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Use of a three-drill-tract technique for arthrodesis of the distal tarsal joints in horses with distal tarsal osteoarthritis: 54 cases (1990–1999)

Julie E. DechantDepartment of Clinical Sciences, College of Veterinary Medicine and Biomedical Sciences, Colorado State University, Fort Collins, CO 80523.
Young-Crawford Veterinary Clinic, Box 2, Site 14, RR #3, Innisfail, AB T4G 1T8 Canada.
Present address is Boren Veterinary Medical Teaching Hospital, College of Veterinary Medicine, Oklahoma State University, Stillwater, OK 74078.

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Gary M. BaxterDepartment of Clinical Sciences, College of Veterinary Medicine and Biomedical Sciences, Colorado State University, Fort Collins, CO 80523.

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Louise L. SouthwoodDepartment of Clinical Sciences, College of Veterinary Medicine and Biomedical Sciences, Colorado State University, Fort Collins, CO 80523.
Present address is New Bolton Center, School of Veterinary Medicine, University of Pennsylvania, Kennett Square, PA 19348.

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William H. CrawfordYoung-Crawford Veterinary Clinic, Box 2, Site 14, RR #3, Innisfail, AB T4G 1T8 Canada.

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Bradley R. JackmanPioneer Equine Hospital Inc, 11501 Pioneer Ave, Oakdale, CA 95361.

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Ted S. StashakDepartment of Clinical Sciences, College of Veterinary Medicine and Biomedical Sciences, Colorado State University, Fort Collins, CO 80523.

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Gayle W. TrotterDepartment of Clinical Sciences, College of Veterinary Medicine and Biomedical Sciences, Colorado State University, Fort Collins, CO 80523.

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Dean A. HendricksonDepartment of Clinical Sciences, College of Veterinary Medicine and Biomedical Sciences, Colorado State University, Fort Collins, CO 80523.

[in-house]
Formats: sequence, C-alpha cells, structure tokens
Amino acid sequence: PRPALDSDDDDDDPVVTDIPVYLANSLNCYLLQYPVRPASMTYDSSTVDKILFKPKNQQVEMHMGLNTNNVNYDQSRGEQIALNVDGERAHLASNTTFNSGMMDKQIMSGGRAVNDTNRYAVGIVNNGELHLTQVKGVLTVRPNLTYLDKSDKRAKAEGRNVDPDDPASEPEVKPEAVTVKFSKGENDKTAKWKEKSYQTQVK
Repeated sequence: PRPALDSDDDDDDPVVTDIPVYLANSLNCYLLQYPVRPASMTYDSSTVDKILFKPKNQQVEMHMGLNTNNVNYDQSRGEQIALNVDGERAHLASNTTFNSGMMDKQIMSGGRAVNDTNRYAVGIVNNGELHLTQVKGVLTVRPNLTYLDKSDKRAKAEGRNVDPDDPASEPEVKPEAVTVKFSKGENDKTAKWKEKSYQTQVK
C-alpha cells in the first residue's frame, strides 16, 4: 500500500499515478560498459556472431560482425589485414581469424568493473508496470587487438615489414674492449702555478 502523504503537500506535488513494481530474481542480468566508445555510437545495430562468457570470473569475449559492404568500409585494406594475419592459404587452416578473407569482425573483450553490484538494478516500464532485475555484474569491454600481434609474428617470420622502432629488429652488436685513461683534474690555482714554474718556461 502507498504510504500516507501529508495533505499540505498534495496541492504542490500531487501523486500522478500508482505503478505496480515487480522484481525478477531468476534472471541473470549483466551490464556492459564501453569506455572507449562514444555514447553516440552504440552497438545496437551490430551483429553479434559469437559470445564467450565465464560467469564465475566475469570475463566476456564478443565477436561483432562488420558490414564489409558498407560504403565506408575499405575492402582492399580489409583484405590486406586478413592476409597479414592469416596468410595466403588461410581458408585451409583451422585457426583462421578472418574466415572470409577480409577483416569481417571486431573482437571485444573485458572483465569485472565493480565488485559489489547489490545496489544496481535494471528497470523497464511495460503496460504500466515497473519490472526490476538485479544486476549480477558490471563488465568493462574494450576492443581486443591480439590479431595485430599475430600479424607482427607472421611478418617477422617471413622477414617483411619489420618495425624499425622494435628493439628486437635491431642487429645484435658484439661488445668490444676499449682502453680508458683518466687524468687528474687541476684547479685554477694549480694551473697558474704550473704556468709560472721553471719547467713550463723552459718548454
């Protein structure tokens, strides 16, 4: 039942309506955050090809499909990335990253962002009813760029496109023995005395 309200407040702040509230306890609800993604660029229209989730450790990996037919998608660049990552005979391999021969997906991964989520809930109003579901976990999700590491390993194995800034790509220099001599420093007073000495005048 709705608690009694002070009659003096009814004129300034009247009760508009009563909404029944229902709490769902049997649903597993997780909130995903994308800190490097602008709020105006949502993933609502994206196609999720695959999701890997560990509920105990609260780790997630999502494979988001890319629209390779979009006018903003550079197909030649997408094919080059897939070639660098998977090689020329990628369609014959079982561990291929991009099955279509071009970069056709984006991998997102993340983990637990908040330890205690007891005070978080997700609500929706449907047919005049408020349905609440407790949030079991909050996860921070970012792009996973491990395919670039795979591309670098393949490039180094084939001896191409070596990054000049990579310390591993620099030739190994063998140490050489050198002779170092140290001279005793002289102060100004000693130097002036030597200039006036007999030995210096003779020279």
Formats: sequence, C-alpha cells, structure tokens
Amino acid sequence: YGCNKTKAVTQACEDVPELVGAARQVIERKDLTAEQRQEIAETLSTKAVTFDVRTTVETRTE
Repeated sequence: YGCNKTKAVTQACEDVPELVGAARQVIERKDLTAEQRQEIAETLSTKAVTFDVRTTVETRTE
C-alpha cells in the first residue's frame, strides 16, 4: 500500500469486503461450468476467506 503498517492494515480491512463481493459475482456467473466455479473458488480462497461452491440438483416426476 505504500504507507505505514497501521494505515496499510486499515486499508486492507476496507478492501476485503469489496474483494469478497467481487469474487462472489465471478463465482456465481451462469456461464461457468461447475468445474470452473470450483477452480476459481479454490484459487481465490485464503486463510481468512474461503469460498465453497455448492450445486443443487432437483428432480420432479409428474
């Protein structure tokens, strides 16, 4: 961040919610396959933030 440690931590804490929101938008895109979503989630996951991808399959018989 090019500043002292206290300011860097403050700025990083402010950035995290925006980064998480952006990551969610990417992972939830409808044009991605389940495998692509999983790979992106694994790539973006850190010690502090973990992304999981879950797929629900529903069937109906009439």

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Abstract

Objective—To assess the long-term clinical outcome of horses with distal tarsal osteoarthritis (OA) in which a 3-drill-tract technique was used to induce arthrodesis of the affected joints, identify any preoperative or operative factors associated with outcome, and describe any complications associated with the technique.

Design—Retrospective study.

Animals—54 horses.

Procedure—Medical records were reviewed for information on signalment, use, history, physical and lameness examination findings, surgical technique, and postoperative care. Radiographs were examined, and severity of OA was graded. Follow-up information was obtained through telephone interviews with owners at least 13 months after the procedure.

Results—32 (59%) horses had a successful outcome, 6 (11%) improved but were not sound after surgery, and 16 (30%) did not improve following surgery. Outcome was negatively associated with the previous use of intra-articular injections. Few postoperative complications were evident.

Conclusions and Clinical Relevance—Results suggest that distal tarsal OA in horses can be successfully treated by means of distal tarsal arthrodesis with a 3-drill-tract technique. Horses with advanced distal tarsal OA are likely to have poorer outcomes, and the procedure will likely be of minimal benefit in horses with concomitant causes of hind limb lameness prior to surgery and in horses with preexisting proximal intertarsal joint disease. (J Am Vet Med Assoc 2003; 223;1800–1805)

Abstract

Objective—To assess the long-term clinical outcome of horses with distal tarsal osteoarthritis (OA) in which a 3-drill-tract technique was used to induce arthrodesis of the affected joints, identify any preoperative or operative factors associated with outcome, and describe any complications associated with the technique.

Design—Retrospective study.

Animals—54 horses.

Procedure—Medical records were reviewed for information on signalment, use, history, physical and lameness examination findings, surgical technique, and postoperative care. Radiographs were examined, and severity of OA was graded. Follow-up information was obtained through telephone interviews with owners at least 13 months after the procedure.

Results—32 (59%) horses had a successful outcome, 6 (11%) improved but were not sound after surgery, and 16 (30%) did not improve following surgery. Outcome was negatively associated with the previous use of intra-articular injections. Few postoperative complications were evident.

Conclusions and Clinical Relevance—Results suggest that distal tarsal OA in horses can be successfully treated by means of distal tarsal arthrodesis with a 3-drill-tract technique. Horses with advanced distal tarsal OA are likely to have poorer outcomes, and the procedure will likely be of minimal benefit in horses with concomitant causes of hind limb lameness prior to surgery and in horses with preexisting proximal intertarsal joint disease. (J Am Vet Med Assoc 2003; 223;1800–1805)